When I was first starting out as an animator, I was eager to learn the best methods for executing the illusion of movement. At first, I scoured the Internet for tutorials on anything animation related. If you’ve done this, you’ve no doubt found that there are a ton of tutorials out there. However, I’d often be 12 minutes into a 40-minute tutorial and realize that it wasn’t what I was looking for at all. That’s when I realized that there had to be something better for this pursuit of knowledge… something ancient and proven… something called… Books.
Like tutorial videos though, there are way too many books to choose from. An Amazon books search on “Animation” turns up countless titles, many of which are priced over $30. A lot of these may be great books, you may find that many are lacking in practical application. The list below features five books that were recommended to me early on in my animation education process. I’ve purchased many more books since, but these have proven to be the most crucial of all the animation education books. Whether you’re looking for a place to start teaching yourself, or you’re just tired of failed YouTube tutorial searches, I’d highly recommend the following titles.
Written by Who Framed Roger Rabbit? director of animation and three-time Academy Award winning animator Richard Williams, The Animator’s Survival Kit is the closest thing to an encyclopedia of cartoon animation out there. Appropriately, it was also the assigned text for my very first animation course. This book is filled with frame by frame breakdowns and handwritten explanations applicable to all styles of animation.
2. Tezuka School of Animation Volumes 1 and 2 by Tezuka Productions
Tezuka School of Animation vol. 1 and 2 are the educational offerings of Astro Boy creator Osamu Tezuka. Much like Williams’ Survival Kit, Tezuka’s books are filled primarily with frame-by-frame breakdowns of everything from natural phenomena, such as explosions and running water, to walk cycles of everything from humans to beetles. Despite the cartoon images depicted on the covers, these books offer motion that is more true-to-life than Williams’ bouncy cartoon walks and runs.
3. Cartooning the Head and Figure by Jack Hamm
Have you ever been drawing and realized that you only have one way that you draw shoes? Or hands? Or hairdos? In the case of character design, this can be a huge stumbling block. Even if you’re going for a cohesive style, having characters that look too similar can be confusing to your audience, or just come across as lazy design. This is where Jack Hamm’s Cartooning the Head and Figure comes in. This inexpensive book is filled with different styles of hands, faces, men’s pants, etc. all of which come in very handy when outfitting newly designed characters.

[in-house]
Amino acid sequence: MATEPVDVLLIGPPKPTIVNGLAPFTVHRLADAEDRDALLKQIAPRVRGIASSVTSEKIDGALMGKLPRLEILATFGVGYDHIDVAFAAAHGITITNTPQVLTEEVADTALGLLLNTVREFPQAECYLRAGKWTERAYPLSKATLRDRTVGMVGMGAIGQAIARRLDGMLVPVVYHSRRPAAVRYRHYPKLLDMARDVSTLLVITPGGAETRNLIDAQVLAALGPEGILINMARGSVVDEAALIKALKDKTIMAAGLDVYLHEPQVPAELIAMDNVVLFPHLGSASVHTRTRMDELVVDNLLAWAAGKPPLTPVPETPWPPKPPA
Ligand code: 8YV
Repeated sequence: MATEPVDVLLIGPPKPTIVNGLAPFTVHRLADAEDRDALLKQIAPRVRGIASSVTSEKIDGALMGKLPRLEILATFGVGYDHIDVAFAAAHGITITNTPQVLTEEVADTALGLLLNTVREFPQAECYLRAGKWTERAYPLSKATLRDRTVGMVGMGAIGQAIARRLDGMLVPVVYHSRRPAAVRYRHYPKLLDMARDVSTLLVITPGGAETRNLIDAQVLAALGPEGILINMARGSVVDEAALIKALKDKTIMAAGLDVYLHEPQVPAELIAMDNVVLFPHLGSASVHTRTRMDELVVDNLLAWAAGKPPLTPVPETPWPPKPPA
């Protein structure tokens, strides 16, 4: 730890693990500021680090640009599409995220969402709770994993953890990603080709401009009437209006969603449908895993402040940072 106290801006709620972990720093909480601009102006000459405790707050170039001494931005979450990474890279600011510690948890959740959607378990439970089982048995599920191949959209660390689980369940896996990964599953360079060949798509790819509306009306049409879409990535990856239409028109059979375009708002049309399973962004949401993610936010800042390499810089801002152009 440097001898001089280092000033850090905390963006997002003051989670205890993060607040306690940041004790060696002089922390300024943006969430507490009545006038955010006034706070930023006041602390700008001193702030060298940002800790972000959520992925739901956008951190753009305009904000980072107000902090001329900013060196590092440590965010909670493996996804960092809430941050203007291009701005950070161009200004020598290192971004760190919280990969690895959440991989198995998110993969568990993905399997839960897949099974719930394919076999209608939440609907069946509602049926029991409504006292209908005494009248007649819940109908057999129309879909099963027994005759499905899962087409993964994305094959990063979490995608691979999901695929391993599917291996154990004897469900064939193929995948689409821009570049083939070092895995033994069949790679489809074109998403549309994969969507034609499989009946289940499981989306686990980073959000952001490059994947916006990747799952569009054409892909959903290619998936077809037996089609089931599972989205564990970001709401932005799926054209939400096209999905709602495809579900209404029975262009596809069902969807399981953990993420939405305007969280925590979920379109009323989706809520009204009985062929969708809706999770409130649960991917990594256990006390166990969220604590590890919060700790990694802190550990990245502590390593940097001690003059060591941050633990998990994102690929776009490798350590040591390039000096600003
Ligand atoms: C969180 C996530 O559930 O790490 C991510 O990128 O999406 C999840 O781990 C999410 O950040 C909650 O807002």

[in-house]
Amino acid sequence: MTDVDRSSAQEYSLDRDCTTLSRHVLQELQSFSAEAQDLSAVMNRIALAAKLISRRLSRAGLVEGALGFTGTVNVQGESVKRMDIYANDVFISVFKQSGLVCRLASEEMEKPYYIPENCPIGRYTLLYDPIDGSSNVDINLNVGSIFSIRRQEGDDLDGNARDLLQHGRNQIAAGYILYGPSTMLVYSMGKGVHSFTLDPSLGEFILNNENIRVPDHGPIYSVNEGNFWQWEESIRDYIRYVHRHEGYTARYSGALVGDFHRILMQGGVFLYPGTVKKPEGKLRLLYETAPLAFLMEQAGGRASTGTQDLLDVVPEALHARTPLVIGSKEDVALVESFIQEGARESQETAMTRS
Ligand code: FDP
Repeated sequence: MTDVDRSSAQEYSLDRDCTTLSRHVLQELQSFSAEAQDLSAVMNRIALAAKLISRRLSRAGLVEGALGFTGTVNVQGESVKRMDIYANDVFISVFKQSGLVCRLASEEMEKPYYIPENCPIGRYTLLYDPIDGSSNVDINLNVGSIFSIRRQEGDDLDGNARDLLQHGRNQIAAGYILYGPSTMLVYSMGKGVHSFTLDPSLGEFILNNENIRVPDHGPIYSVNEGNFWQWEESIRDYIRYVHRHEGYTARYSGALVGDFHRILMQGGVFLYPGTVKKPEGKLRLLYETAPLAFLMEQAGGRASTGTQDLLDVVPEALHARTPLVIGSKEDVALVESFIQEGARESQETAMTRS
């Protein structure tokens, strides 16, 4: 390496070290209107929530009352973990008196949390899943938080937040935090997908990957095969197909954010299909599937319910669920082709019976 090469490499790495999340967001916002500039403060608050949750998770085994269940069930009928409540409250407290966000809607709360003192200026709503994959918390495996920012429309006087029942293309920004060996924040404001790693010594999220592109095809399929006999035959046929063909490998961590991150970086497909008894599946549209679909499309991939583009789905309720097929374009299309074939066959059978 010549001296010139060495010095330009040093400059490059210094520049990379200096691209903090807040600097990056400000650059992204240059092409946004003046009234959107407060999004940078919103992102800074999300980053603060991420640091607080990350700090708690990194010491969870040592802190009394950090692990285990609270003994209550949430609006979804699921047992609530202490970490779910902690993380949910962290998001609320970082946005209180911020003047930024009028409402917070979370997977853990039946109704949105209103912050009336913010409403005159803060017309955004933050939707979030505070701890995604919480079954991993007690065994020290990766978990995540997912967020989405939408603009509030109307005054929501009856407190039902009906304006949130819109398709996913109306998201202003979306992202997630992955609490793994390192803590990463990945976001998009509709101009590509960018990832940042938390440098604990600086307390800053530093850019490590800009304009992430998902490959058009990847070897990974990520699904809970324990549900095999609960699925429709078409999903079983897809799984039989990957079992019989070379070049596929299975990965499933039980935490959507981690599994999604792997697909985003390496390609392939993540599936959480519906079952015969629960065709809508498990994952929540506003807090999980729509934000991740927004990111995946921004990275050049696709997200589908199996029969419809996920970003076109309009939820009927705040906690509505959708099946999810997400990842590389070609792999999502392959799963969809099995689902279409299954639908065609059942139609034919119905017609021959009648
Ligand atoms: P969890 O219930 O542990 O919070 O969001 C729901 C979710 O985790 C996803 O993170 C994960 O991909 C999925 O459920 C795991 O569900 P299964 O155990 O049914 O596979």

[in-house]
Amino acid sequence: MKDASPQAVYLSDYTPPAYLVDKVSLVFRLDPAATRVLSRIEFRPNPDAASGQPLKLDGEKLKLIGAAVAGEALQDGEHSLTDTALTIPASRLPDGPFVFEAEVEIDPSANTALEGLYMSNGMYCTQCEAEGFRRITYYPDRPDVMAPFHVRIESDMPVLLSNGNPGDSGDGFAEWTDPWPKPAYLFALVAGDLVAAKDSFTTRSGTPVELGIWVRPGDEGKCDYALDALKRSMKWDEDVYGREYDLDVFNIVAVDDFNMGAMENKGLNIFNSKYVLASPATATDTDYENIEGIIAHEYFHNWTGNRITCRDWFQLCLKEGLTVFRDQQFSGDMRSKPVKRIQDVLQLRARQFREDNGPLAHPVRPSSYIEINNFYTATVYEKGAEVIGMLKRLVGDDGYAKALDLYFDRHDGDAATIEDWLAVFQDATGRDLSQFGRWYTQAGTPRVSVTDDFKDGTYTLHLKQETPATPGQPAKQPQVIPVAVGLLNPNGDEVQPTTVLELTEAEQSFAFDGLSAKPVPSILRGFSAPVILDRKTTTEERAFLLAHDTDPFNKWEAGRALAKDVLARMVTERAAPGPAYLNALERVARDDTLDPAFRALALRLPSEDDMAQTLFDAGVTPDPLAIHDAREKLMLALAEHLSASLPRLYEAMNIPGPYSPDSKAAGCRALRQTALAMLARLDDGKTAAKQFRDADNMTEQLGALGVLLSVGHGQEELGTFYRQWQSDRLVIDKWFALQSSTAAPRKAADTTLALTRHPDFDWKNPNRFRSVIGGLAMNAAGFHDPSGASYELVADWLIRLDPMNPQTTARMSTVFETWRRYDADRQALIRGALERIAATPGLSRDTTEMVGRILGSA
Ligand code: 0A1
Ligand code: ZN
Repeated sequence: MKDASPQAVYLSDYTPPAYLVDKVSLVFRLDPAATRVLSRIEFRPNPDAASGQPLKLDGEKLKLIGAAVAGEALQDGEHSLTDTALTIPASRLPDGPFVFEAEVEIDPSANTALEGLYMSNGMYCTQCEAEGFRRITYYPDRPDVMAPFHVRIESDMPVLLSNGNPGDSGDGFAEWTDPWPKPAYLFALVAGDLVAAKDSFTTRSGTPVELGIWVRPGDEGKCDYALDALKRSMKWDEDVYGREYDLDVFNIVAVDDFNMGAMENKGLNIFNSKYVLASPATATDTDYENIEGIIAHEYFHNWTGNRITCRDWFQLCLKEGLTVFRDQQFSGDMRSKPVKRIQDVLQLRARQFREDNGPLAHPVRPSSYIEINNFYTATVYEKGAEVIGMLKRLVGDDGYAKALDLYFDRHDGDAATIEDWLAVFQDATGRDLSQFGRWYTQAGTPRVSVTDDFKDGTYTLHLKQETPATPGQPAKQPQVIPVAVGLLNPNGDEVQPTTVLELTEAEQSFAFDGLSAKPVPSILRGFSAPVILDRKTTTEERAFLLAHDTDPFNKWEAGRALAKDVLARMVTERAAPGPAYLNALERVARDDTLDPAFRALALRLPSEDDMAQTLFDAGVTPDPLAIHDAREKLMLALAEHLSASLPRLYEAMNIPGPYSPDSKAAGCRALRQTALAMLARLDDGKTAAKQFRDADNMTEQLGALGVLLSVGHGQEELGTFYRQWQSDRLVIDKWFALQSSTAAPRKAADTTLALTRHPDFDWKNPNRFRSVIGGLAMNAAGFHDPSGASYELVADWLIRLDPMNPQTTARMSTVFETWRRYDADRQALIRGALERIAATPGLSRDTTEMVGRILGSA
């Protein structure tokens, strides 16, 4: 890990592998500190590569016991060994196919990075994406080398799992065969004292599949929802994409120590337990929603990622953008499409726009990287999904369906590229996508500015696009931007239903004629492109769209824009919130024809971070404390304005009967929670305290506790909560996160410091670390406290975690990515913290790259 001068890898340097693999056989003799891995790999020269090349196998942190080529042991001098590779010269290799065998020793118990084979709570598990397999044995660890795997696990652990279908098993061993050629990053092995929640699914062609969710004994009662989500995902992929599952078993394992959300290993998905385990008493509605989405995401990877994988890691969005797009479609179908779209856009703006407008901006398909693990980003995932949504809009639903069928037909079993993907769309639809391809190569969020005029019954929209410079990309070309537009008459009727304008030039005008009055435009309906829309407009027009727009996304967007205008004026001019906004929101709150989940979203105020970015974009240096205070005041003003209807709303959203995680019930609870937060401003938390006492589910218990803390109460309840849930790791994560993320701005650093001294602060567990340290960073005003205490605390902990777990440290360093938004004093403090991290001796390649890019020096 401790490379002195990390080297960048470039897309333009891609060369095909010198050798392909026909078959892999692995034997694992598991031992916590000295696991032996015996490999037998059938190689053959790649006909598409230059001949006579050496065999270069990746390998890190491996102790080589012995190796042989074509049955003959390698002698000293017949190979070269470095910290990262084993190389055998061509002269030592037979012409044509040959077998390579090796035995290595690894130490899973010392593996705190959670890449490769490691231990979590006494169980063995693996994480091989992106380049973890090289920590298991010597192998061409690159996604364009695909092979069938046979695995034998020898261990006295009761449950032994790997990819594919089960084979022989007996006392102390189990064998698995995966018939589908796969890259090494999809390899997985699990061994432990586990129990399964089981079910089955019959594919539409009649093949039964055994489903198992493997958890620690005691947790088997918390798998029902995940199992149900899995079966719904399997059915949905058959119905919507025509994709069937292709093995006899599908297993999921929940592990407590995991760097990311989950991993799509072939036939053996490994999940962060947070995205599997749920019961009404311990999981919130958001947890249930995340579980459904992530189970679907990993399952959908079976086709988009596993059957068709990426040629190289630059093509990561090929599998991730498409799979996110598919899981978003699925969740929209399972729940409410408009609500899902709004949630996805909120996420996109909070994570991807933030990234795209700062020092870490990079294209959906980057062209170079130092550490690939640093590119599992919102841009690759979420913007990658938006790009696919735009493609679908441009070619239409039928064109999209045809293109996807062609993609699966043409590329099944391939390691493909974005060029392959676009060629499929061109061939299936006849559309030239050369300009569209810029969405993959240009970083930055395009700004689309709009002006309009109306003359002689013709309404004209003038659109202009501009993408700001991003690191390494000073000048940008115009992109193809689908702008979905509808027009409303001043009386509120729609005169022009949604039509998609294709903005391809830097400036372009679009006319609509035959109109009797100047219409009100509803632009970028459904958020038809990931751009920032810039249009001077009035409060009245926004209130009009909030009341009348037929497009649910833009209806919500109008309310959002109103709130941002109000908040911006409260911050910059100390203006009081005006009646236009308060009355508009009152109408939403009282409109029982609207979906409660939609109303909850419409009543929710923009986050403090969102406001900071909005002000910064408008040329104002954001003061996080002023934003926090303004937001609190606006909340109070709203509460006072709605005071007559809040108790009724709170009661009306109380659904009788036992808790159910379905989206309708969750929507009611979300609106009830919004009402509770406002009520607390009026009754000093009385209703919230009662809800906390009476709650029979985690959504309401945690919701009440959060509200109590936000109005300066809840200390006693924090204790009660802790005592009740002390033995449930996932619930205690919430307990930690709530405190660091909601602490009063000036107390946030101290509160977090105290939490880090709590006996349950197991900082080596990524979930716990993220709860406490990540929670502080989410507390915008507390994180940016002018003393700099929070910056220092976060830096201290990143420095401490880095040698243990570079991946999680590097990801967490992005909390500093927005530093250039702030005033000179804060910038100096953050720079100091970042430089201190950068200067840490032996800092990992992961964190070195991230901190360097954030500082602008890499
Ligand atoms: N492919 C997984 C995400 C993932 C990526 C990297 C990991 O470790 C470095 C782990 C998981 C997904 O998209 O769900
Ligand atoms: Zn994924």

Though Scott McCloud’s Understanding Comics is primarily (and obviously) about comic books, the book has enormous applications to pre-production and storyboarding of animated works. McCloud takes on the role of an on-page-narrator in this massive comic book about comic books, explaining the importance of efficiency in storytelling, and effective communication through visuals rather than dialogue.
5. Technical Manuals for Software
Pardon the lack of specificity here, but this section was included to stress the importance of owning technical manuals in general. If you’re an animator that uses software, you’ve no doubt had the experience described above in the introduction; clicking and scrubbing through countless YouTube videos, only to find that the specific tool or trick you’re looking for isn’t touched on in the slightest. In these situations, having a technical manual around can be a lifesaver. You’ll likely find that a table of contents can be much more forgiving than an endless list of online tutorials. There are many technical manual brands out there, but Visual Quickstart Guide and The Missing Manual are both among the highly reviewed. However, neither offers up-to-date volumes on Adobe After Effects or Autodesk Maya, so further research may be required to find the right technical manual to suit your needs, but I assure you it will come in handy.
If you’re an animator looking for titles to fill out your creative bookshelf, these five animation education books should certainly be among them. I assure you that they will spend more time off the shelf and open than most other creative books you’ve purchased. If you’re anything like me, though, you won’t stop here. Buying books on animation can quickly evolve into an addiction. It’s important to remember (for myself mostly) that one must actually read the books to get something out of them, and not just look at the pretty pictures. Let’s all be honest, though, that is the best part, right?